The story about Joan Rivers isn't mentioned on the cover of the December issue of GQ. Her name does not appear in the table of contents, either. In fact, the elongated gossip item is buried on pages 138 and 140 of the 360-page issue, tucked between Campari and Neiman-Marcus ads like a pearl in the bowels of an oyster, waiting to be discovered.
But with Rivers herself showing the way, the article has been discovered and GQ, an upscale men's magazine not known for spreading gossip, is suddenly one of the hottest items on December newsstands.
Rivers, outraged at her characterization in the article as an exploitive widow who had wished her husband dead days before his suicide, called GQ to account in a press conference last week, and has since filed a $50-million lawsuit accusing GQ owner Conde Nast Publications of conspiring to create a series of false and inflammatory articles about well-known people.
The lawsuit names former Richard Nixon speechwriter Benjamin Stein as the actual author of GQ articles published under the pseudonyms Bert Hacker and Mark Cooperman, and claims the magazine hired Stein specifically to create scandalous personality pieces to beef up circulation.
None of the principals in the lawsuit would discuss the case this week. Rivers is performing in Australia. Stein has had his home telephone number disconnected and has an assistant return his calls. Arthur Cooper, editor of GQ, says he would love to talk about it, but his lawyers have told him not to.
But the Rivers article and the lawsuit, coming near the end of what may be the watershed year in invasive personality reporting, have made media ethics as much the story as the subjects themselves.
"There has been a tendency to go for the jugular in recent months on moral issues," said Everette Dennis, head of the Gannett Center for Media Studies at Columbia University. "The press is probing people's characters and personalities in a fairly raw fashion. I'm not sure that's a very good trend in American journalism."
In the Rivers article, published over the byline Bert Hacker, the author portrays himself as a close friend of Rivers who attempts to calm her during outbursts against her husband Edgar Rosenberg immediately before and after his suicide in August.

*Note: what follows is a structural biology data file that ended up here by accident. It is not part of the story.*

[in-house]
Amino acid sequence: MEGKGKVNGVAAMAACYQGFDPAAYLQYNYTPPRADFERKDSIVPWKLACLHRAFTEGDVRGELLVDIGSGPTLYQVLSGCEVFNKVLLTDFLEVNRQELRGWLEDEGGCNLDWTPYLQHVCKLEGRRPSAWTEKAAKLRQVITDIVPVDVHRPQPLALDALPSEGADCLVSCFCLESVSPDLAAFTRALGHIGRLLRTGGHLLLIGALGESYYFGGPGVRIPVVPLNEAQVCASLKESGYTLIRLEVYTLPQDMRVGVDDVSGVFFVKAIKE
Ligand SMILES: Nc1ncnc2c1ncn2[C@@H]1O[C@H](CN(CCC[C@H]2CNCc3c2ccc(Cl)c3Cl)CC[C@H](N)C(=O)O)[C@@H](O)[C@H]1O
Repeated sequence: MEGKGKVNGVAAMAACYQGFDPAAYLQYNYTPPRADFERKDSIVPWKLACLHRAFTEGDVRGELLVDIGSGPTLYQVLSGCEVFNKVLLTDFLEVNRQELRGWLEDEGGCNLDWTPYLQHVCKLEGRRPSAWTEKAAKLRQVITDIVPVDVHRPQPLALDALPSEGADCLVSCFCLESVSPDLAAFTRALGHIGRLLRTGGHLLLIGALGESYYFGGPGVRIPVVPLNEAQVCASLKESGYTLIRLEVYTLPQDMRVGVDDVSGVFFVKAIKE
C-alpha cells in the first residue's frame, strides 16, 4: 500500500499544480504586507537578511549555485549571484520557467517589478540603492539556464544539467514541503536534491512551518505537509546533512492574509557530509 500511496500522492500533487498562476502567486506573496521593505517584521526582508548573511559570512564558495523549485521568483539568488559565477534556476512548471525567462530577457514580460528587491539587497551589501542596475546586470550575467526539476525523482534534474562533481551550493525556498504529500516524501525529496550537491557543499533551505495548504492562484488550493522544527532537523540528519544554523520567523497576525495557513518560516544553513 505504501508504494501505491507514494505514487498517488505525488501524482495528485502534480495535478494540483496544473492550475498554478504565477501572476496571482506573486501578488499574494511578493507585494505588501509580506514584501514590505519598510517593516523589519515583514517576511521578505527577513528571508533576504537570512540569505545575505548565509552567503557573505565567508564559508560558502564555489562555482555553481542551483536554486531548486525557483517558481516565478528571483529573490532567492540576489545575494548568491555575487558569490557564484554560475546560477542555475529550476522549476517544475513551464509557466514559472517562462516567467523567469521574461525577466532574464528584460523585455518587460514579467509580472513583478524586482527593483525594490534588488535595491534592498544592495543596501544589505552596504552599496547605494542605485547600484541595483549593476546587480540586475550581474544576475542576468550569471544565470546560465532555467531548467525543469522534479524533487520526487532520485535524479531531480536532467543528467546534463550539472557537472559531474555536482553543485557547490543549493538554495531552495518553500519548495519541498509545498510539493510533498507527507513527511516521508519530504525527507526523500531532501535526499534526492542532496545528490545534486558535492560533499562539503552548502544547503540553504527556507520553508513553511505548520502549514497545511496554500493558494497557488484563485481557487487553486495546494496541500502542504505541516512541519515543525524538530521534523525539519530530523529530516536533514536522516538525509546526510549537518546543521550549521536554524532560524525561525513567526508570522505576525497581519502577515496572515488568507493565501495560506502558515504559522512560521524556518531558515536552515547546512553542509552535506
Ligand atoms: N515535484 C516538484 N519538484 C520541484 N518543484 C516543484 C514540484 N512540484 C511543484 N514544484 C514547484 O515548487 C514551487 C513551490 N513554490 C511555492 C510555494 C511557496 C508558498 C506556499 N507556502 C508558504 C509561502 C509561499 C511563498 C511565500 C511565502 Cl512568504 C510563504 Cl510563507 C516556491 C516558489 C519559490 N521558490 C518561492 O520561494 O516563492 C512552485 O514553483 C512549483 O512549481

At her press conference last week, Rivers said she knew no one named Bert Hacker and offered a $5,000 reward to the person who revealed his true identity. Several people apparently came forward and Benjamin Stein's name was soon linked to Bert Hacker's, in news stories and Rivers' lawsuit.
Rivers' attorney, Robert Chapman, said Stein is not an acquaintance of Rivers and was not at her husband's shivah (the seven-day Jewish period of mourning). In a phone interview, Chapman acknowledged that the lawsuit's reference to a previous "defamatory" article was to one about Fox Television executive Garth Ancier that appeared in the November GQ. Chapman claimed that the Ancier article was also written pseudonymously by Stein.
That first-person story, under the byline of Mark Cooperman, described a scene at the Ivy restaurant in Beverly Hills where Ancier, after being loudly criticized by Fox Chairman Barry Diller, disappeared into the men's room and wouldn't come out.
According to the article, titled "Crazy Like a Fox Executive," Diller and Fox owner Rupert Murdoch supposedly coaxed Ancier out of the restroom, whereupon the TV executive fainted and had to be taken by ambulance to a nearby hospital. The story quotes an unnamed former colleague of Ancier telling Diller that Ancier had been having "fainting fits for years."
Neither Diller nor Ancier would discuss the article in GQ, but a Fox executive acknowledged that the studio has demanded a formal retraction from the magazine. The source said Ancier was taken by ambulance from the Ivy during a dinner with Fox executives one evening, but it was not precipitated by a Diller scolding. In fact, he said, Diller was not even there.
Most of the journalists, media watchers and libel lawyers The Times talked with this week said they have no inherent ethical problem with magazines publishing articles under pseudonyms, but few were ready to rally to GQ's side.
"I'm against this whole idea of a national publication allowing these kinds of things to be said about a person and not having the guts to use the real writer's name," said Mitchell Fink, the Los Angeles Herald Examiner writer who first reported that Stein, a former Herald columnist, was the author of the Rivers article. "I am not anti-gossip. I write it for a living. . . . But if I am not right, I better be man enough to say I was wrong."
The Hollywood Reporter's Bob Osborne said that even if everything in the Rivers article were true, the author would have been at the mourning services as a friend, not as a journalist, and should not have reported it.